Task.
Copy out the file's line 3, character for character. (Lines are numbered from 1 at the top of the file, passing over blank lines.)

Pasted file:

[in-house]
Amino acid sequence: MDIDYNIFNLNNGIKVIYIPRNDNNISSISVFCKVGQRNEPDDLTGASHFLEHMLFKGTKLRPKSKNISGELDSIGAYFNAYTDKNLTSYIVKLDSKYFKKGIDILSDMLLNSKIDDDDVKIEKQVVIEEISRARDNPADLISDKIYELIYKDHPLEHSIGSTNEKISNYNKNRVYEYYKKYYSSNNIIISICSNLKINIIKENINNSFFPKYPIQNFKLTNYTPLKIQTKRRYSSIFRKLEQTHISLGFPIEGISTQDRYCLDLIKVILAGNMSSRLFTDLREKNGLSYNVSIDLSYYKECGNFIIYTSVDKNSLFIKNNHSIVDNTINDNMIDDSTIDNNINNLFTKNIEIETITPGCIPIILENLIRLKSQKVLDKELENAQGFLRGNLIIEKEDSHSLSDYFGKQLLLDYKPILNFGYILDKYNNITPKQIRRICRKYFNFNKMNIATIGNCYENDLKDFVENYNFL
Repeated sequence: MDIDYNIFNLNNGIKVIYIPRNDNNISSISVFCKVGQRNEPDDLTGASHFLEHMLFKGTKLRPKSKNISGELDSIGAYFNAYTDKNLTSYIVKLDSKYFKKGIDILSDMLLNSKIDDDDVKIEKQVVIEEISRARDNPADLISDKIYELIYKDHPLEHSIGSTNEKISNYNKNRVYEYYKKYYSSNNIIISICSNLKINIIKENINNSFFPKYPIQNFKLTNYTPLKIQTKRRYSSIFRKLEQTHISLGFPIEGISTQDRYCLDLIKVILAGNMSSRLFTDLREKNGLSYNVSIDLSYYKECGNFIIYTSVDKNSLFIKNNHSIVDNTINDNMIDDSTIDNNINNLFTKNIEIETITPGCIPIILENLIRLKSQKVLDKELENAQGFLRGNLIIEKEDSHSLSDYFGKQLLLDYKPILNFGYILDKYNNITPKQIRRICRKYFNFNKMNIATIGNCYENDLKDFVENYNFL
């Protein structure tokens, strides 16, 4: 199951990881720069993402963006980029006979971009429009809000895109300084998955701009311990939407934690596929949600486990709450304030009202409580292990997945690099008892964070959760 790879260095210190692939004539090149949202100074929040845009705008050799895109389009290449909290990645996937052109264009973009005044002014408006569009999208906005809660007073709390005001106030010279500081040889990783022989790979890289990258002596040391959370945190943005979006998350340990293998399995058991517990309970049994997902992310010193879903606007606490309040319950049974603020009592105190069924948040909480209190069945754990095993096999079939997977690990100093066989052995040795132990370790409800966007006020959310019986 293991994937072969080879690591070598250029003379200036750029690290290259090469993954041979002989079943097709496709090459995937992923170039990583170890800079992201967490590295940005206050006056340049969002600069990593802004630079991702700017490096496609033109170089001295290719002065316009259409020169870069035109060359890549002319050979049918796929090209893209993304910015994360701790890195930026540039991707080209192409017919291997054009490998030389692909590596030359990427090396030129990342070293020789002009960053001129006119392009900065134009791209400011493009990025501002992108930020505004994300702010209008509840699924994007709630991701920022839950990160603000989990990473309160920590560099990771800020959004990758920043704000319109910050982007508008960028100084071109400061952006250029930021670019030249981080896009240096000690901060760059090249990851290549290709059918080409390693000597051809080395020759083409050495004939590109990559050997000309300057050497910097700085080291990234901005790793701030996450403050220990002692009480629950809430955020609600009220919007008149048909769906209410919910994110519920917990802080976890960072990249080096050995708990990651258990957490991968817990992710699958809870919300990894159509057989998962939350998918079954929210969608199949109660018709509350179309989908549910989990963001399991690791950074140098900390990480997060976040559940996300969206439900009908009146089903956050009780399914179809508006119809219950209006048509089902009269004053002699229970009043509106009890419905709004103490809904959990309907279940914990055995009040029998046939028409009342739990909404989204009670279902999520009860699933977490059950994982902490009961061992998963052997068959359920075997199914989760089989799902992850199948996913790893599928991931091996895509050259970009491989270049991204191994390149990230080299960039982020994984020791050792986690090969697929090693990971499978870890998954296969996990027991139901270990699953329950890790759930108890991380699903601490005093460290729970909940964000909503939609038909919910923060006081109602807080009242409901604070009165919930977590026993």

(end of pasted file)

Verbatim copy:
Repeated sequence: MDIDYNIFNLNNGIKVIYIPRNDNNISSISVFCKVGQRNEPDDLTGASHFLEHMLFKGTKLRPKSKNISGELDSIGAYFNAYTDKNLTSYIVKLDSKYFKKGIDILSDMLLNSKIDDDDVKIEKQVVIEEISRARDNPADLISDKIYELIYKDHPLEHSIGSTNEKISNYNKNRVYEYYKKYYSSNNIIISICSNLKINIIKENINNSFFPKYPIQNFKLTNYTPLKIQTKRRYSSIFRKLEQTHISLGFPIEGISTQDRYCLDLIKVILAGNMSSRLFTDLREKNGLSYNVSIDLSYYKECGNFIIYTSVDKNSLFIKNNHSIVDNTINDNMIDDSTIDNNINNLFTKNIEIETITPGCIPIILENLIRLKSQKVLDKELENAQGFLRGNLIIEKEDSHSLSDYFGKQLLLDYKPILNFGYILDKYNNITPKQIRRICRKYFNFNKMNIATIGNCYENDLKDFVENYNFL